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In the book "An Introduction to Statistical Learning with Applications in Python, Trevor Hastie et al., Springer", there's the following paragraph:

The left-hand panel of Figure 1.2 displays two boxplots of the previous day’s percentage changes in the stock index: one for the 648 days for which the market increased on the subsequent day, and one for the 602 days for which the market decreased.

Percentage change in S&P Index

Figure 1.2 (the left-hand panel)

It's not obvious to me why then the authors concluded:

The two plots look almost identical, suggesting that there is no simple strategy for using yesterday’s movement in the S&P to predict today’s returns.

Suppose in the boxplot for the "Up" bucket on the right, the median drops to $-4$ for example, then my understand is that in this case there's some strategy to predict today's return based on yesterday's movement. If so then what is that and why it's not applicable for the case in the image?

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Dave is correct (+1) but didn't explicitly say what the strategy should be. If there was a median of 4% drop in the S and P after an up day, then the strategy would be to sell immediately after an up day.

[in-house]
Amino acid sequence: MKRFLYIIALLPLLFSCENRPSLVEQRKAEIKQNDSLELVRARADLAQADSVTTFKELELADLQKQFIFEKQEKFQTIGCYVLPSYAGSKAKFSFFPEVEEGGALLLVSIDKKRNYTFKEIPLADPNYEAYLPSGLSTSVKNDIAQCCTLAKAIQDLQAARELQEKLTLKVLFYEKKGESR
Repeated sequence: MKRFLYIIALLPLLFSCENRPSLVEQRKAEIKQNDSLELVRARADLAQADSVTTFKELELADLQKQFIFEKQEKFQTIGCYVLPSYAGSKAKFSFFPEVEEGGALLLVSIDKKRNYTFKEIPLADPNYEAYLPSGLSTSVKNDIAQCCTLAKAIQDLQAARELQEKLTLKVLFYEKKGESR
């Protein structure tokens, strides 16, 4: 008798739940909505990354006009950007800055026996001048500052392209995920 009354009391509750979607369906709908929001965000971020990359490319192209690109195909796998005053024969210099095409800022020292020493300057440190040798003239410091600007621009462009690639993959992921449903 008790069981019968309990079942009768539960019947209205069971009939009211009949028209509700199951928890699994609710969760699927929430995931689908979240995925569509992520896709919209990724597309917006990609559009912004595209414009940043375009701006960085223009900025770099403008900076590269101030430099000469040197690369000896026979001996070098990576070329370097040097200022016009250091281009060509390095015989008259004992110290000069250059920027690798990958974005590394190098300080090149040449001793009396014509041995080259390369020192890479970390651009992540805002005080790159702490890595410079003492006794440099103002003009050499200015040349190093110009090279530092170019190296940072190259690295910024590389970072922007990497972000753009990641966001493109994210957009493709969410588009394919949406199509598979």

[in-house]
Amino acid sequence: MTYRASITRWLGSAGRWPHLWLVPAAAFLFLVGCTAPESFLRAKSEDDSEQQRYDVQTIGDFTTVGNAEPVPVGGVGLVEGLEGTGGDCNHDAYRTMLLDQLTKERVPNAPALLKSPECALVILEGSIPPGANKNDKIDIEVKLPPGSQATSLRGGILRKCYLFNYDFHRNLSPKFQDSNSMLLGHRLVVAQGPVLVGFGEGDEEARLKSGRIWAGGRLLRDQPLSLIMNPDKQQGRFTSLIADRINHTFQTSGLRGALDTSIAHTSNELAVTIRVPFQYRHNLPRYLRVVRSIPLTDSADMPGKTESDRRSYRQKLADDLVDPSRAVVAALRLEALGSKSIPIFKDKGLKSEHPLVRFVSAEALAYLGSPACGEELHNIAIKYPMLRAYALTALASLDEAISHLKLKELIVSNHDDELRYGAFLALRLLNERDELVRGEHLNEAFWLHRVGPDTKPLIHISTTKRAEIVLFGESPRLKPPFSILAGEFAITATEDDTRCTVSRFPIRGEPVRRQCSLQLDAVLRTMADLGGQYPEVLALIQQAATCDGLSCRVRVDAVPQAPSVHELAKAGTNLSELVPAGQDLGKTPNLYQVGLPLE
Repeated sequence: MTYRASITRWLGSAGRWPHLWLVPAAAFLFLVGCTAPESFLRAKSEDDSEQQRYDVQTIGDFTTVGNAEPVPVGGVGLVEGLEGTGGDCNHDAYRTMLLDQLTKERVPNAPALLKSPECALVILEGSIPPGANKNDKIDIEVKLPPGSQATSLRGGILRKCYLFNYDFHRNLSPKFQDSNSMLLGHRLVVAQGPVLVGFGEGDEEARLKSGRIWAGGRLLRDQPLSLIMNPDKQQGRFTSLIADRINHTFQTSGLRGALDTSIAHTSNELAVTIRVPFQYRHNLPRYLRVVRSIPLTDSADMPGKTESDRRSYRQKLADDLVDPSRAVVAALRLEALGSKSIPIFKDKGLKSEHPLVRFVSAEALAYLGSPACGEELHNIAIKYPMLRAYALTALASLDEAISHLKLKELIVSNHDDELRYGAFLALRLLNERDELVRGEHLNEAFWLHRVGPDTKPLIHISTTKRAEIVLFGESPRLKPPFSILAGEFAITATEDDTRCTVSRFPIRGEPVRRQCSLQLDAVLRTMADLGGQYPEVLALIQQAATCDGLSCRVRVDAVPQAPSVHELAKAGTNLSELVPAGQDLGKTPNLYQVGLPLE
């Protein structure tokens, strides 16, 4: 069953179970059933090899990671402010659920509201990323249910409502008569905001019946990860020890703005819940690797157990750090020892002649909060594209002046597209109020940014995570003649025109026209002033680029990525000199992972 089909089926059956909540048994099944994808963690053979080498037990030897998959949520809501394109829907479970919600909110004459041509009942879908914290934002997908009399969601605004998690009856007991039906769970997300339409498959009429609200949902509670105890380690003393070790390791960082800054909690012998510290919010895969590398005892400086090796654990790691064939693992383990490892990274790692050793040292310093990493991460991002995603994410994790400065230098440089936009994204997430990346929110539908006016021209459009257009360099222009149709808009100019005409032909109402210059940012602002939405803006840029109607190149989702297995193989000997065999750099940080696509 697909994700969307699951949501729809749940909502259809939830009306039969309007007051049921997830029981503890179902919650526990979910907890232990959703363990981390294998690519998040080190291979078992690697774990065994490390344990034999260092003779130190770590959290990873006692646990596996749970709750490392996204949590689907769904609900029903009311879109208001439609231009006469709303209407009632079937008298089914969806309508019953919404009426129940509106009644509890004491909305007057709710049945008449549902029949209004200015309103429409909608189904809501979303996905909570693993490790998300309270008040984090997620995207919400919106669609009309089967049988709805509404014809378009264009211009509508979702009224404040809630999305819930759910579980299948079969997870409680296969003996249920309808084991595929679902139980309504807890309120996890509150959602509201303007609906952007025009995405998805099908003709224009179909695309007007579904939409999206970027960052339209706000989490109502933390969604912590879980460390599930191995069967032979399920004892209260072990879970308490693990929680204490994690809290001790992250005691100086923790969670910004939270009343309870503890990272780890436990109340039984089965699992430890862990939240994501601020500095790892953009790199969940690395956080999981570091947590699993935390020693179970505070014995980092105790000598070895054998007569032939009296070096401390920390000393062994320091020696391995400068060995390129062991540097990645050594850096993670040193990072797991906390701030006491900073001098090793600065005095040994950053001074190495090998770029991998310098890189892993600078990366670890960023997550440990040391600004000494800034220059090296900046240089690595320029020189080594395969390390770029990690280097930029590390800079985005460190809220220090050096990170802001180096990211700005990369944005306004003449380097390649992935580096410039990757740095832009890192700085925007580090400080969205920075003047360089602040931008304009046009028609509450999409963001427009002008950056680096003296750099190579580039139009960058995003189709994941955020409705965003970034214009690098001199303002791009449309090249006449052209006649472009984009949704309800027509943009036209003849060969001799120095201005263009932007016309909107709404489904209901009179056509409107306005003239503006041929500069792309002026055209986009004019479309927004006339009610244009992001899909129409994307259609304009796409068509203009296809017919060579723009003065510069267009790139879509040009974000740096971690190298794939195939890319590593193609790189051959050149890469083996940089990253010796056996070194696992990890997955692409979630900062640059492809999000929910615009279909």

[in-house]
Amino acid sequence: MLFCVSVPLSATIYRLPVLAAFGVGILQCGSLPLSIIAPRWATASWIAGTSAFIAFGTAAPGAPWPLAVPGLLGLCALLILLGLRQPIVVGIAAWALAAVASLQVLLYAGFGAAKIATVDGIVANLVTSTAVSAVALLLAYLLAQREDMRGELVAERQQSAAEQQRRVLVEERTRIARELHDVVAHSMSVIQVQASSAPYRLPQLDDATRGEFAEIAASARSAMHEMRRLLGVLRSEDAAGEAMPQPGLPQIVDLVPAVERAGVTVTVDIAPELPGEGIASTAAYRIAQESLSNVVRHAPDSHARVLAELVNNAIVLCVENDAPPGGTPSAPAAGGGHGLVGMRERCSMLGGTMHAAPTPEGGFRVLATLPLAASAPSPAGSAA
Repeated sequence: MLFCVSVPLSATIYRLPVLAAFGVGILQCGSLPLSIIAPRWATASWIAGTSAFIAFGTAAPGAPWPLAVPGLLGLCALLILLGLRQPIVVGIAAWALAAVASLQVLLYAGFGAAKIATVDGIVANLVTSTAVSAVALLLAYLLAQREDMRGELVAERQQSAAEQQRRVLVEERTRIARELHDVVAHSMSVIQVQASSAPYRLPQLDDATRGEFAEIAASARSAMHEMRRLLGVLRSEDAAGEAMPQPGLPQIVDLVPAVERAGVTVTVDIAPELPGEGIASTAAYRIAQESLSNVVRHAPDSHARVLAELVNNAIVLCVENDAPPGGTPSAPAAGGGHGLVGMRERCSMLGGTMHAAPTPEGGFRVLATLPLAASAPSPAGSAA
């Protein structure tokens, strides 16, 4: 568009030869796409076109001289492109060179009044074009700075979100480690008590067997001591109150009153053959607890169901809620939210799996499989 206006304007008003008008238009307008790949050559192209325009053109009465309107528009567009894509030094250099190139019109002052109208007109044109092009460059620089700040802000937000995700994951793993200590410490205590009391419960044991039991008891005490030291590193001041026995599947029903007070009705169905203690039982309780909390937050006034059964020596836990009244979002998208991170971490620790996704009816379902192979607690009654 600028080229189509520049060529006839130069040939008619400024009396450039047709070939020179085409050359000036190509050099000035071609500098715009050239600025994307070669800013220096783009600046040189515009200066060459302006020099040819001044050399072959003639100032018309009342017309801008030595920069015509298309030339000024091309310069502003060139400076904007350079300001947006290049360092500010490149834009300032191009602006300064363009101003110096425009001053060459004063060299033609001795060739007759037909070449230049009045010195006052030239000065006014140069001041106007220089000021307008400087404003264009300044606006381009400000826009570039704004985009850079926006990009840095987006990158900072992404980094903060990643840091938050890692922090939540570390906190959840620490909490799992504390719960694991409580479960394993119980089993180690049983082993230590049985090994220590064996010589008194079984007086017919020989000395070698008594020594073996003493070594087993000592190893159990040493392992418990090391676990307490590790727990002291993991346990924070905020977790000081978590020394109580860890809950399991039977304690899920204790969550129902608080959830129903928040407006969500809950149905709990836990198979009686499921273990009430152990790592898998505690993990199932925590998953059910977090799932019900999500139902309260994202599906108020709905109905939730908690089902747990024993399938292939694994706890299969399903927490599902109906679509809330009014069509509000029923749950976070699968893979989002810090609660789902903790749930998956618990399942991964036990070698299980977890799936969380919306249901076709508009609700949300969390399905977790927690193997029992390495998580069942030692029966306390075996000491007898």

But ... this strategy would be quickly discovered. People would start selling more in the late afternoons of good days and then they wouldn't be so good.

The authors of the book are correct that the plots indicate there is no simple strategy based on yesterday's change. But lots of other work on the stock market indicates that this statement is much too narrow. The book is really making a point about statistics, not markets.

Also, your hypothetical that the S & P drops by 4% after an up day is rather far-fetched.

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As it stands, the distributions are just about identical. Given an “up” day yesterday, the distribution of returns today is about the same as the distribution of returns for the day after a “down” day.

If the “up” plot were shifted downward to have the median around $-4$ while the “down” plot remained the same, that would not be the case. The distributions would be dramatically different. In that case, the values you would expect to see after a “down” day might be like $1, -1.4, 0.7, 0.8, -0.2$, while the values you would expect to see after an up day would be like $-3, -6, -3.5, -4.5$. Instead of a mix of increases and decreases of comparable magnitude after a “down” day, and “up” day would strongly suggest a forthcoming “down” day.

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